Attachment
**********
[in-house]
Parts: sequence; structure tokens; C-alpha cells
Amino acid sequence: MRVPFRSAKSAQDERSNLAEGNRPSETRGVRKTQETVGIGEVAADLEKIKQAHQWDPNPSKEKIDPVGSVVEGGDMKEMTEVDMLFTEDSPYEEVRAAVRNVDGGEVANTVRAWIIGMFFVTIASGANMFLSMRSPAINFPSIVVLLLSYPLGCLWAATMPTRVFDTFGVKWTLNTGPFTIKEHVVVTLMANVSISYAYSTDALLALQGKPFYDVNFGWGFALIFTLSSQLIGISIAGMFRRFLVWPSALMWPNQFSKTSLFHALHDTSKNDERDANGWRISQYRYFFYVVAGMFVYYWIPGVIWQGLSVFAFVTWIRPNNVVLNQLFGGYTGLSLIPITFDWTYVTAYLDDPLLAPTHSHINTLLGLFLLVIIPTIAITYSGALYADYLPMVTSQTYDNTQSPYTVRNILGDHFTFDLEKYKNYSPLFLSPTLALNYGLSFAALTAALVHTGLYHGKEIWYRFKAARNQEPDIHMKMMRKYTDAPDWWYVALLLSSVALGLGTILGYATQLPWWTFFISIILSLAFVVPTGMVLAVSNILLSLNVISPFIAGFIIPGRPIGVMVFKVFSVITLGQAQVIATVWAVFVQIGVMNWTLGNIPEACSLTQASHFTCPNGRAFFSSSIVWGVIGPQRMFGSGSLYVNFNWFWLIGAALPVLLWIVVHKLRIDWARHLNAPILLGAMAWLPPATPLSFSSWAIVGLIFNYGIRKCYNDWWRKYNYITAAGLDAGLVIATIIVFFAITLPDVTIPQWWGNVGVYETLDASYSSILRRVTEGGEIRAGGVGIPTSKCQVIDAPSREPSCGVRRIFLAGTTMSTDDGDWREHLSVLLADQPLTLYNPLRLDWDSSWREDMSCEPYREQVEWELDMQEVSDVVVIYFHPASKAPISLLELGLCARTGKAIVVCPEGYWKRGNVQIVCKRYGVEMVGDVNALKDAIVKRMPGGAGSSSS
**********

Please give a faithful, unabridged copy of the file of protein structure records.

[in-house]
Parts: sequence; structure tokens; C-alpha cells
Amino acid sequence: MRVPFRSAKSAQDERSNLAEGNRPSETRGVRKTQETVGIGEVAADLEKIKQAHQWDPNPSKEKIDPVGSVVEGGDMKEMTEVDMLFTEDSPYEEVRAAVRNVDGGEVANTVRAWIIGMFFVTIASGANMFLSMRSPAINFPSIVVLLLSYPLGCLWAATMPTRVFDTFGVKWTLNTGPFTIKEHVVVTLMANVSISYAYSTDALLALQGKPFYDVNFGWGFALIFTLSSQLIGISIAGMFRRFLVWPSALMWPNQFSKTSLFHALHDTSKNDERDANGWRISQYRYFFYVVAGMFVYYWIPGVIWQGLSVFAFVTWIRPNNVVLNQLFGGYTGLSLIPITFDWTYVTAYLDDPLLAPTHSHINTLLGLFLLVIIPTIAITYSGALYADYLPMVTSQTYDNTQSPYTVRNILGDHFTFDLEKYKNYSPLFLSPTLALNYGLSFAALTAALVHTGLYHGKEIWYRFKAARNQEPDIHMKMMRKYTDAPDWWYVALLLSSVALGLGTILGYATQLPWWTFFISIILSLAFVVPTGMVLAVSNILLSLNVISPFIAGFIIPGRPIGVMVFKVFSVITLGQAQVIATVWAVFVQIGVMNWTLGNIPEACSLTQASHFTCPNGRAFFSSSIVWGVIGPQRMFGSGSLYVNFNWFWLIGAALPVLLWIVVHKLRIDWARHLNAPILLGAMAWLPPATPLSFSSWAIVGLIFNYGIRKCYNDWWRKYNYITAAGLDAGLVIATIIVFFAITLPDVTIPQWWGNVGVYETLDASYSSILRRVTEGGEIRAGGVGIPTSKCQVIDAPSREPSCGVRRIFLAGTTMSTDDGDWREHLSVLLADQPLTLYNPLRLDWDSSWREDMSCEPYREQVEWELDMQEVSDVVVIYFHPASKAPISLLELGLCARTGKAIVVCPEGYWKRGNVQIVCKRYGVEMVGDVNALKDAIVKRMPGGAGSSSS